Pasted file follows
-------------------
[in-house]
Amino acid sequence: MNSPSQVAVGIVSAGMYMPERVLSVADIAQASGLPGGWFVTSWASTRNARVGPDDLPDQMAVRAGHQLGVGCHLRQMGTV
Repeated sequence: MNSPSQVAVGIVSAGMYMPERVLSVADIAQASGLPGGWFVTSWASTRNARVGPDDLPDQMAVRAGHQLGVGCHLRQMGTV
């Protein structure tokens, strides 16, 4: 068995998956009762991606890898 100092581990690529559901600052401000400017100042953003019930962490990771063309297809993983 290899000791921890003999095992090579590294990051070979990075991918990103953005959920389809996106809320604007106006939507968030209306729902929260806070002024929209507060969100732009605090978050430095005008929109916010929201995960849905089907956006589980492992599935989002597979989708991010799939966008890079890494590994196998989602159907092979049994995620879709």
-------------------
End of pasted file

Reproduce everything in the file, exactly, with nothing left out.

[in-house]
Amino acid sequence: MNSPSQVAVGIVSAGMYMPERVLSVADIAQASGLPGGWFVTSWASTRNARVGPDDLPDQMAVRAGHQLGVGCHLRQMGTV
Repeated sequence: MNSPSQVAVGIVSAGMYMPERVLSVADIAQASGLPGGWFVTSWASTRNARVGPDDLPDQMAVRAGHQLGVGCHLRQMGTV
């Protein structure tokens, strides 16, 4: 068995998956009762991606890898 100092581990690529559901600052401000400017100042953003019930962490990771063309297809993983 290899000791921890003999095992090579590294990051070979990075991918990103953005959920389809996106809320604007106006939507968030209306729902929260806070002024929209507060969100732009605090978050430095005008929109916010929201995960849905089907956006589980492992599935989002597979989708991010799939966008890079890494590994196998989602159907092979049994995620879709």